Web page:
By Adam Shater
The final episode of “Breaking Bad” aired last Sunday night on AMC, and all but capped off what should easily be considered not only one of the greatest seasons, but one of the greatest dramas in the history of television.
Part of the reason so many viewers and critics have gravitated to the show is because of how the protagonist Walter White, and the show as a whole, has changed and evolved throughout its five-year run.
The pilot starts with Walter White as an awkward, quiet chemistry teacher, and the show almost has the feel of a dark comedy at certain points throughout its first season. After all, it is about a chemistry teacher cooking meth.
But by the time season four had ended, Walter had literally blown up the largest meth distributor of the South in a retirement home with a homemade bomb, poisoned a child and ran over two drug dealers with his Pontiac Aztec—-as if just driving a Pontiac Aztec wasn’t unbelievable enough.
This was all knowingly built into the structure of the show, though. The show is about Walt’s rise and fall. And the show’s entire journey was a buildup to the last three episodes of the series. It was all about how the hammer would fall on Walt and everyone around him when he pushed his luck too far, and it was, in one way or another, based on his actions all the way from season one and forward.
But where “Breaking Bad” separates itself from its contemporaries in the pantheon of television greatness is how strongly it finished. The hammer fell on everyone, and it fell hard.
Shows like “Lost,” “Dexter” and “Prison Break” all started with great critical and commercial success, and their early seasons were some of the purest forms of quality entertainment found on TV.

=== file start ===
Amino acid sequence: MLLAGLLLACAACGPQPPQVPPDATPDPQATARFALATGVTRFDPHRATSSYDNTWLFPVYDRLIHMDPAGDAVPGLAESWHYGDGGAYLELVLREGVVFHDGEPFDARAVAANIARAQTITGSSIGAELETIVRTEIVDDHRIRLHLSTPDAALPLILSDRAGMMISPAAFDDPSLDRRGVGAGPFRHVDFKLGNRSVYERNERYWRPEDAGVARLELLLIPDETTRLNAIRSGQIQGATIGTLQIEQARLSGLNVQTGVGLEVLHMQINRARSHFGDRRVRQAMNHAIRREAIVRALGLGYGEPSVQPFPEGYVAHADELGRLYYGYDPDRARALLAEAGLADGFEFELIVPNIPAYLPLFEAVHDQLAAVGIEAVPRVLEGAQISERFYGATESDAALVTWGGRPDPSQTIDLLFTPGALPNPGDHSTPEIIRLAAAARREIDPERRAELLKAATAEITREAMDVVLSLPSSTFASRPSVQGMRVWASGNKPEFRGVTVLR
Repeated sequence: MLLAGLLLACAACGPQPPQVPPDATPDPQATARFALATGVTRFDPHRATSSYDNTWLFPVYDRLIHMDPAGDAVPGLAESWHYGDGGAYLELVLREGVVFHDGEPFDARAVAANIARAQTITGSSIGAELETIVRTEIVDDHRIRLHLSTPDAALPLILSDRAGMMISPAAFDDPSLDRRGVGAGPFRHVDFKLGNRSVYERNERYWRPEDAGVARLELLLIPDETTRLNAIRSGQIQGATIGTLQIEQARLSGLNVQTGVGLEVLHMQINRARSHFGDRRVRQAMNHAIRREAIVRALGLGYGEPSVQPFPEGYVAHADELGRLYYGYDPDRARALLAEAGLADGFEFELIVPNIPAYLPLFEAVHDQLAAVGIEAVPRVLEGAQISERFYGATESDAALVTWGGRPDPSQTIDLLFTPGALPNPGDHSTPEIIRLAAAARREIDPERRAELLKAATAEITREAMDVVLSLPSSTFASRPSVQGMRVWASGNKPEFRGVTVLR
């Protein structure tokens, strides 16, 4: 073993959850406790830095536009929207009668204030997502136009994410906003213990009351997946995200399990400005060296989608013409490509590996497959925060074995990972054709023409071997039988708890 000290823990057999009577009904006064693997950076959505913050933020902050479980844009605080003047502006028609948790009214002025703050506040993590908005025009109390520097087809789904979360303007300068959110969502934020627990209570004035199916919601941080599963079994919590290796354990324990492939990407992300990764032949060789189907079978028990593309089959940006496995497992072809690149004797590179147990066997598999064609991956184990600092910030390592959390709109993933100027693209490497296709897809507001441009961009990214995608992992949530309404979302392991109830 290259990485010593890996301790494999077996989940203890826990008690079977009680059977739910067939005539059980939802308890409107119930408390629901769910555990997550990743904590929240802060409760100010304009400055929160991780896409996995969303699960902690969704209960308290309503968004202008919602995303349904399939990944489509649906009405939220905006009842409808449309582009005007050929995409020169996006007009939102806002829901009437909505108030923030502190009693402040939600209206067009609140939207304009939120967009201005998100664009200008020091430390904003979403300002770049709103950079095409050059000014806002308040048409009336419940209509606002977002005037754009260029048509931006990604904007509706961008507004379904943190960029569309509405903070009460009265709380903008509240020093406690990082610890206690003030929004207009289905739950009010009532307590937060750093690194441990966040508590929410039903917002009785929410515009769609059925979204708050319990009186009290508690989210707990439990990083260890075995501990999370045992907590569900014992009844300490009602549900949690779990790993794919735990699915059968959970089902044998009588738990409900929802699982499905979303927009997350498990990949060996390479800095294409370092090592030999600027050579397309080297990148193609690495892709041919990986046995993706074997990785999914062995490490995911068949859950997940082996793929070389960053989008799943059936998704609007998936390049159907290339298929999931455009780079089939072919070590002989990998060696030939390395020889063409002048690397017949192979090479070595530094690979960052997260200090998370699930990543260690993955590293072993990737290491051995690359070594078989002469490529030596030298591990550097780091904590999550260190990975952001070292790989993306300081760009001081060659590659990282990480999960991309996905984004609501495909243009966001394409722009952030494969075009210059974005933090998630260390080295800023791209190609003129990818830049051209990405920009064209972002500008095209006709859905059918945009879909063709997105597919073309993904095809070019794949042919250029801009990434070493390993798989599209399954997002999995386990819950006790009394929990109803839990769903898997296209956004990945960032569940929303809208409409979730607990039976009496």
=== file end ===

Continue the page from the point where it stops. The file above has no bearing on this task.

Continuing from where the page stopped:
But, for some reason, their writing staff was seemingly replaced by six-year-olds that had inexplicably finagled their way into the television industry. Even “The Sopranos” has been accused of spinning its wheels in its fifth season, and its final episode was largely met with outrage at the time it aired.Whenever the majority of your audience thinks their cable had accidentally cut out at the climax of the final scene, it’s tough to overcome that type of legacy.
Vince Gilligan, the creator of the show, and his writing staff never seemed to run into this problem. “Ozymandias,” the fourteenth episode of the fifth season, is far away the best episode of the series, and is already being revered as one of the best-written television episodes ever.
This was where the consequences of White’s greed come to fruition, and it’s a testament to the show that the climax, after five seasons of building tension, is among the greatest reviewed episodes in history. Come Emmy season, it would be a complete shock if “Ozymandias” didn’t win every single award of the night.
“Felina,” the series finale, was a perfect conclusion to the show. It didn’t have a jaw-dropping cliffhanger or any truly shocking deaths. But it was certainly a poignant episode, and it was more about capturing Walt’s sadness of what he’d been reduced to, which it did perfectly. He’d essentially ruined his family’s well-being, all of his money was pretty much worthless and he was an alone, dying man.
“Ozymandias” was the true finale of the show. The story arc of White’s escapades as a meth cook ended when “Ozymandias” ended. The next two episodes were more of an epilogue, tying up loose ends and giving both Walt and Jesse a fitting ending to their stories.
There weren’t any questions left unanswered—–take notes “Lost” writers—–and no lead man resorting to the life of a lumberjack—-looking at you, “Dexter”. It was a clear, concise episode that went in knowing exactly what it had to do. And it did it perfectly.
“Breaking Bad” is a once-in-a-generation show. Very rarely, if ever, do the writing, acting and directing efforts come together in such a perfect way on a weekly basis. It’s been a joy for the millions watching it from beginning, just as it surely will be a joy for everyone binge-watching this fall break.